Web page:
FRIENDSHIP  PICNIC...
for the Myrtle McHendry Class will be held on Tuesday, June 4 beginning at 11:30 a.m. at the Serbian-American Cultural Center.  Lunch will be served at noon. We are looking forward to a Fun Afternoon for all!!

IF YOU’RE INTERESTED IN LEARNING ABOUT OTHER RELIGIONS . . .
Pastor Rudiger will lead a class on some of the great world religions. During the seven-session series, we’ll look at the following:
Session 1 - What Is Religion
Session 2 - Christianity
Session 3 - Judaism
Session 4 - Islam
Session 5 - Hinduism
Session 6 - Buddhism
Session 7 - Religions of the East
Course will begin on Wednesday, June 5, at 10:00 a.m., in Cove Presbyterian Church. It’s free of charge and open to the entire community.

BUILDING UP OUR NEIGHBOR, JUNE 9 . . .
is the theme of this year’s  Presbyterian Women’s Birthday Offering.  “Each of us must please our neighbor for the good purpose of building up the neighbor. . . so that together (we) may with one voice glorify the God and Father of our Lord Jesus Christ. - Romans 15: 2, 6 Since 1922, Presbyterian Women have facilitated a long succession of new and innovative mission projects through the annual Birthday Offering. You are encouraged to give as you have been blessed, generously and as lead by the Holy Spirit.

PASTOR RUDIGER WILL BEGIN A CLASS FOR YOUTH . . .
on Sunday, June 9, immediately after worship. We’ll talk about the Christian faith and how that faith might be living as member of the Presbyterian Church. We’ll consider the following questions:
Session 1 - Who are we?
Session 2 - Who is God?
Session 3 - What did Jesus do?
Session 4 - Why is the Holy Spirit important?
Session 5 - How can we respond?
At the end of the series, those involved will be offered the opportunity to accept the love and grace that God offers.

BOARD OF TRUSTEES . . .
meeting will be held on Monday, June 10 at 6:30 p.m. in the board room. This will be our last meeting till September.

BOARD OF SESSION WILL ALSO MEET. . .
on Monday, June 10 at 6:30 p.m. in the Fellowship Hall.

PRESBYTERIAN WOMEN’S BOARD MEETING...
will be held on Wednesday, June 12 at 10:00 a.m. in the board room.

2013 GRADUATES...
Alex DeLancey, son of Matthew and Jennifer Caleffie is a graduate of Brooke High School. Alex plans to attend West Liberty University;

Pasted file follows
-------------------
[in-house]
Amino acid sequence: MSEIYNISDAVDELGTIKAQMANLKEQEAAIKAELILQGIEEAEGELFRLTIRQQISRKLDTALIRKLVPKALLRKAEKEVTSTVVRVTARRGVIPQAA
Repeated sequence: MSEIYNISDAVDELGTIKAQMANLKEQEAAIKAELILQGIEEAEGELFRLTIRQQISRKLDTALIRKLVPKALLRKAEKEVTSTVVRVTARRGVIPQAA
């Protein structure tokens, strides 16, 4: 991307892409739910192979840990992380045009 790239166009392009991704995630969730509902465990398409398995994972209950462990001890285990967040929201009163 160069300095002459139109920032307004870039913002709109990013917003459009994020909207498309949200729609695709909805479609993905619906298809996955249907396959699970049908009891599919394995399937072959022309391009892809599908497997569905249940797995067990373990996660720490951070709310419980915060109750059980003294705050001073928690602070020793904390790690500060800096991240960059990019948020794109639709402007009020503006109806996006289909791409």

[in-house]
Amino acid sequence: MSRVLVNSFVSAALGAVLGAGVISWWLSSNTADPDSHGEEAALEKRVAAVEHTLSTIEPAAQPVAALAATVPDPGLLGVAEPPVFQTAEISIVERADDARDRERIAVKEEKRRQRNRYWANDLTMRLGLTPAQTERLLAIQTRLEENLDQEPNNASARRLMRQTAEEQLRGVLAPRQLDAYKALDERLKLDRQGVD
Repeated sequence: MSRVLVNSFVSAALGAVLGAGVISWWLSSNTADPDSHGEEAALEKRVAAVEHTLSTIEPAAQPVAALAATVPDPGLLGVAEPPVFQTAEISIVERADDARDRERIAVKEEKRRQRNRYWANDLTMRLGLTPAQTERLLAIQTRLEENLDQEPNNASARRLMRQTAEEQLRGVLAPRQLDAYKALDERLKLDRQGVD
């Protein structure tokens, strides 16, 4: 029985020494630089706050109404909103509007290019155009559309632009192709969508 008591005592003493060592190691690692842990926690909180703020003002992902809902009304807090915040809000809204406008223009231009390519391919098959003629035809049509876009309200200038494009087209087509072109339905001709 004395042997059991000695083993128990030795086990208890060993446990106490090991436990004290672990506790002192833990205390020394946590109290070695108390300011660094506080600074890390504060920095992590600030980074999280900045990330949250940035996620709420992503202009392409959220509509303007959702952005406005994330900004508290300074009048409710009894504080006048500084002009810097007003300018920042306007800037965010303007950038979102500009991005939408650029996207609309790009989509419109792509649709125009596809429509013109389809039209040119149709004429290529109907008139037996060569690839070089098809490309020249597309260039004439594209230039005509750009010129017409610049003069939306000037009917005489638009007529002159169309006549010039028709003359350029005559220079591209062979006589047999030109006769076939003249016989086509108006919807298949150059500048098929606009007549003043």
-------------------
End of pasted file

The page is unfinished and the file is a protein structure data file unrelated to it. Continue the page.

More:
Lauren Katherine Rosnick, daughter of Robert and Chris Rosnick. She is a graduate of Weir High School and  will attend West Virginia University;
Justin R. Taflan, son of John and Tina Taflan a 2013 graduate of Brooke High School. Justin will be  attending West Virginia University this fall.
Congratulations, graduates! Good Luck in your future studies!!

SPECIAL MUSIC . . .
if anyone would like to sing a solo, duet, trio or share another musical talent during the months of June, July or August, please contact Janice Torrance at 304-797-1908. There is also a sign up sheet on the choir room bulletin board. All special music is welcome and will be greatly appreciated while the choir takes a much deserved break.

COVE’S WOMEN’S ASSOCIATION . . .
June - The Presbyterian Women’s Birthday Celebration will be on June 9. We will provide envelopes in the June 2 bulletin and collect on June 9, 2013.
Our Women’s Association will send these funds to the Upper Ohio Valley Women’s Association to be distributed to the needy and hurting people.
Laughlin Chapel in Wheeling, West Virginia needs school supplies for the year 2013-2014.  We annually ask for supplies from  our congregation for this mission. Boxes will be supplied thru the end of July for this need. Thanks.
Pastor Rudiger will have re-dedication of Cove Presbyterian Women’s Officers at the regular meeting on Wednesday, June 19 at 12, noon. We will have our Summer Luncheon on this date, our little party- come if you want! FOODS GOOD!
The congregation has been faithful with your gifts. We are grateful for your help and once again - THANK YOU!
Your in Christ,
Moderator, Linda Spencer

PLEASE, PLEASE,  RE-REGISTER  . . .